If you are interested in seeing how things were handled in the early goings of the COVID-19 pandemic in Wuhan, China, then Ai Weiwei's documentary Coronation is going to be your best bet. The film, which was directed remotely in Europe by Chinese activist Ai Weiwei, combines footage captured by dozens of volunteers and film crews from within the closed-off city at the epicenter of the pandemic, as well as other quarantine zones across China. Through the use of hidden cameras, Coronation captures some of the biggest moments of the pandemic, including the construction of instant hospitals, the doctors and nurses working within their newly constructed halls, and the people who found themselves trapped as cities began to shut down.

It should be noted, however, that there is no narration and the Coronation jumps from story to story in its nearly two-hour runtime, but there is almost a meditative quality to its presentation. From the electric score (very similar to the one found in Contagion) to the long periods of no speaking at all, there isn't another documentary about the COVID-19 pandemic like this one. Also, there are some incredibly tragic moments captured by the various volunteers and camera crews who gathered footage, including a section focused on family members trying to retrieve the ashes of their cremated loved ones. If all of this sounds interesting to you, rent or buy Coronation on Vimeo.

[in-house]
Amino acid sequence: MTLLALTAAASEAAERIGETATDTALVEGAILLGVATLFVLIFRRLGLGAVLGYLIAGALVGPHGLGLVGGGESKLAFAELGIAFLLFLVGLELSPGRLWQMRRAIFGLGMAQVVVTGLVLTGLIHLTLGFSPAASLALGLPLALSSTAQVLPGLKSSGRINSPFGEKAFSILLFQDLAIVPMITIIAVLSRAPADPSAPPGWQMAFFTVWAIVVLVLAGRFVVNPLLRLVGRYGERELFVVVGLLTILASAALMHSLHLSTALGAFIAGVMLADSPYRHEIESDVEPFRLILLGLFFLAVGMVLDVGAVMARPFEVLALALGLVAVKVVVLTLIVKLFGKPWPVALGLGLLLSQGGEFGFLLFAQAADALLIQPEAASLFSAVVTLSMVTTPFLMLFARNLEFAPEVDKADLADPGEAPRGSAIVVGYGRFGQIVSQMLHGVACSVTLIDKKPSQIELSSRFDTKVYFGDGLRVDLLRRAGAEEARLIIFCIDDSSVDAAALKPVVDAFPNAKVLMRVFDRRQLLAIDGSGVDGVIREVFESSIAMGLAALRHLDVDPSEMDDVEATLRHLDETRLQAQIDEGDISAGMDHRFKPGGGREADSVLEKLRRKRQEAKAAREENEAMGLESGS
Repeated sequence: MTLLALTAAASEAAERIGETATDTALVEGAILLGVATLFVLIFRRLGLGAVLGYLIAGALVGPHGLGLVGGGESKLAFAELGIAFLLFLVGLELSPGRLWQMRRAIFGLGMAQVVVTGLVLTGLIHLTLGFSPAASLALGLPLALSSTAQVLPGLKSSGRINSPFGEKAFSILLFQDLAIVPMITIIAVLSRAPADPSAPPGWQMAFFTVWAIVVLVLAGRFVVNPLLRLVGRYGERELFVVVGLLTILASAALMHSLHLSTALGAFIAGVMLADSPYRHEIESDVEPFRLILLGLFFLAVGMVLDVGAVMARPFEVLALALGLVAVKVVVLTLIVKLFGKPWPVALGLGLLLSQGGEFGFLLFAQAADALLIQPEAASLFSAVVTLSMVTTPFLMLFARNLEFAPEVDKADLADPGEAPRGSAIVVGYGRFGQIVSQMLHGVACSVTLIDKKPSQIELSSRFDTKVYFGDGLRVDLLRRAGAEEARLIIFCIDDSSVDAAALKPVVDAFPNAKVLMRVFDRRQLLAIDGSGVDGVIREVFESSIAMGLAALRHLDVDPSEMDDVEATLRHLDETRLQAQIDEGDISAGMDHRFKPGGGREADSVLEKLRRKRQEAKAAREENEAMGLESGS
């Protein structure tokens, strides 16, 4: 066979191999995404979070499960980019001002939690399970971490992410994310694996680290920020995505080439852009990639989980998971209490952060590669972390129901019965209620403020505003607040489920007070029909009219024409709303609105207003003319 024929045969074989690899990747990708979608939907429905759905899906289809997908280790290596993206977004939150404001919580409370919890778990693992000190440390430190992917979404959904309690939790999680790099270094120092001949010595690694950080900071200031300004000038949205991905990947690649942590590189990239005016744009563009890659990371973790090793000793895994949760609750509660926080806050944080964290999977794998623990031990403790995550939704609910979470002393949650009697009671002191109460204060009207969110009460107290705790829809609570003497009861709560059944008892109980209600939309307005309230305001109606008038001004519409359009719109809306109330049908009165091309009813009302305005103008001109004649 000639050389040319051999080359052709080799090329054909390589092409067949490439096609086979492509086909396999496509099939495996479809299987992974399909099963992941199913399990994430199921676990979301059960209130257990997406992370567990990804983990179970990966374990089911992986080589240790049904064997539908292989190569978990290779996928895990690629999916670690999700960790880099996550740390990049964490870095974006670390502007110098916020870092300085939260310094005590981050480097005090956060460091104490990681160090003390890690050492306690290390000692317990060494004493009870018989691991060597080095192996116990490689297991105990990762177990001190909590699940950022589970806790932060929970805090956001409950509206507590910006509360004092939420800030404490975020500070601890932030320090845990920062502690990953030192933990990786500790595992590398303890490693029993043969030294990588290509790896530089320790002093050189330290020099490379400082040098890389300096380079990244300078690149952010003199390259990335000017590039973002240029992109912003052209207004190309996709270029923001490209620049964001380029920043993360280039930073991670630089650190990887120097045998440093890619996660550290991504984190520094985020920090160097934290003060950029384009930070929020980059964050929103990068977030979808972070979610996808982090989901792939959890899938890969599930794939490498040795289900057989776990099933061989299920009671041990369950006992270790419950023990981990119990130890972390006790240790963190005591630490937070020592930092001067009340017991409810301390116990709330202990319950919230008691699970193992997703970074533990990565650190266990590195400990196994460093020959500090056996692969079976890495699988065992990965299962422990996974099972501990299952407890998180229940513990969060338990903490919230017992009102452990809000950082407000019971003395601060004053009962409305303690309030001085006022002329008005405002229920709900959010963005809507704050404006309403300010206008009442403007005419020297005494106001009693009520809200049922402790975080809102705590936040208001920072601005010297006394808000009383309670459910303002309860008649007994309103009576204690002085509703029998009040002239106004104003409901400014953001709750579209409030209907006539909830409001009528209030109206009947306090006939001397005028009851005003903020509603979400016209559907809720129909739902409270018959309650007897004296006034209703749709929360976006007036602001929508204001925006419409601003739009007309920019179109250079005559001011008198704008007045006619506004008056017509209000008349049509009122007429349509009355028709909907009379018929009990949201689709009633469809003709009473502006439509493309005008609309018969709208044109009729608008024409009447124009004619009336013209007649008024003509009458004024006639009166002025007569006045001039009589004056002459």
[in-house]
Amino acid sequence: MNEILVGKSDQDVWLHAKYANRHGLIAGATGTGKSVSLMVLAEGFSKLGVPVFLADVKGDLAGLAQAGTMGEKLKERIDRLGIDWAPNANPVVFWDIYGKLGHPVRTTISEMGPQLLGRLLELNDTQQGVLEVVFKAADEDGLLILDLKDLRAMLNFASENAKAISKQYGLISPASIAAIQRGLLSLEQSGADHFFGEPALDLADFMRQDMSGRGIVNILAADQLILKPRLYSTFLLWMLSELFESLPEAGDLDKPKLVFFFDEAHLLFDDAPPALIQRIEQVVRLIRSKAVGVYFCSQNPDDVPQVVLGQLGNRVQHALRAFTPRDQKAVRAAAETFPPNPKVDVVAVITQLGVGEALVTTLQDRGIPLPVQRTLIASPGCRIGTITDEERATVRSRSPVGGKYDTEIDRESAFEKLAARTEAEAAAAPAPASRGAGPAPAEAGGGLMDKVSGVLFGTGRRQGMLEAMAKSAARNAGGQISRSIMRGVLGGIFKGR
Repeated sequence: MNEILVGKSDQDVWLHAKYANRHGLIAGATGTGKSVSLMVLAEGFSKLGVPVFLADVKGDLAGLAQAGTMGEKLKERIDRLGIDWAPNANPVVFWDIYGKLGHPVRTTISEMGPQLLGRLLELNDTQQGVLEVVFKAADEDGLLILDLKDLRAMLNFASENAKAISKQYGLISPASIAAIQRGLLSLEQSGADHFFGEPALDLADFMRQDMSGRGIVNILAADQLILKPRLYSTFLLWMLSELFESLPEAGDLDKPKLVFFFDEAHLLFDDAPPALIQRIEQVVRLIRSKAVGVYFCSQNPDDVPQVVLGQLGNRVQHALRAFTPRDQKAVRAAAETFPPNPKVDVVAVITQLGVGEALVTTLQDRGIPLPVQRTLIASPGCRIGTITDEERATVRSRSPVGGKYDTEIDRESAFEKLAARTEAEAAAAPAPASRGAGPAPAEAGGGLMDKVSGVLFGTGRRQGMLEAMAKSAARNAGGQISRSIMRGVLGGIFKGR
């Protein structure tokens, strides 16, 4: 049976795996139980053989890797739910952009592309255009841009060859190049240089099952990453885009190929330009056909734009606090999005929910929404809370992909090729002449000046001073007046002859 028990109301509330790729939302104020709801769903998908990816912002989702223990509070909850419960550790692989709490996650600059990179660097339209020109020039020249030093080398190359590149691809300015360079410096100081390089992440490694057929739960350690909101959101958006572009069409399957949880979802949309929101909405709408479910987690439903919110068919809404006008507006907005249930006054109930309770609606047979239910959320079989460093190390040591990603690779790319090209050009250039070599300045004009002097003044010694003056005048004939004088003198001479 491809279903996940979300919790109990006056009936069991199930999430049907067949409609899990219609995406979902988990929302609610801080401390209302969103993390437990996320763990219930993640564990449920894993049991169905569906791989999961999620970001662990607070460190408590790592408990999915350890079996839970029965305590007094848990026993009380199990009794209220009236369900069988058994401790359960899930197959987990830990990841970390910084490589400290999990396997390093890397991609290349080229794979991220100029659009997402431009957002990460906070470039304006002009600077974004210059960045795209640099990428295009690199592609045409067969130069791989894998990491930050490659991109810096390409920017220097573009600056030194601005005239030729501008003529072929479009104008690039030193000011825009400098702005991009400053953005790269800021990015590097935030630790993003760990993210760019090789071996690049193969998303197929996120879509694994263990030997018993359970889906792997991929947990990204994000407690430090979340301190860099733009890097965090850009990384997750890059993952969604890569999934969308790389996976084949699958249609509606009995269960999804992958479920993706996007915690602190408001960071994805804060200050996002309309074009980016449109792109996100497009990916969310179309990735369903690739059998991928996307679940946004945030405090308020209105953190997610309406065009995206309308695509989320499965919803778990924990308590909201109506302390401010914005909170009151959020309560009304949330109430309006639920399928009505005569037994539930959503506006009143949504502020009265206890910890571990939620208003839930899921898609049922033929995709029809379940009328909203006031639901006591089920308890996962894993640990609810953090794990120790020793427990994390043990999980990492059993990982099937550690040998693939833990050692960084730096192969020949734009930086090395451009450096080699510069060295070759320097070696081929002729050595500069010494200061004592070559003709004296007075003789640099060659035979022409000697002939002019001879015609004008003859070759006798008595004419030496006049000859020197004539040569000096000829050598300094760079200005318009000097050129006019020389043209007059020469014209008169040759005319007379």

Bill Gates in Coronavirus, Explained

Coronavirus, Explained

Since 2018, the Vox-produced Netflix docuseries Explained has touched on everything from K-Pop to the world's water crisis, but one of the series' most fascinating explorations is the three-part dive into the COVID-19 pandemic, titled Coronavirus, Explained. Narrated by J.K. Simmons, Laura Linney, and Idris Elba, this limited series touches on the pandemic, the race to develop a vaccine, and how to cope with the ongoing crisis and its effects on millions of people's mental health.

While the series does get into some of the politics surrounding the pandemic, it attempts to present things in a more factual manner and instead focuses on the health experts and their overview of the disease and its long-lasting effects on the world and its people. Each episode is under 30 minutes in length, so this is the perfect option for someone who doesn't want to become overwhelmed with a two-hour documentary, which is totally understandable considering the circumstances. Check it out for yourself on Netflix.

Dr. Francesca Mangiatrodi in Inside Italy's COVID War

Inside Italy's COVID War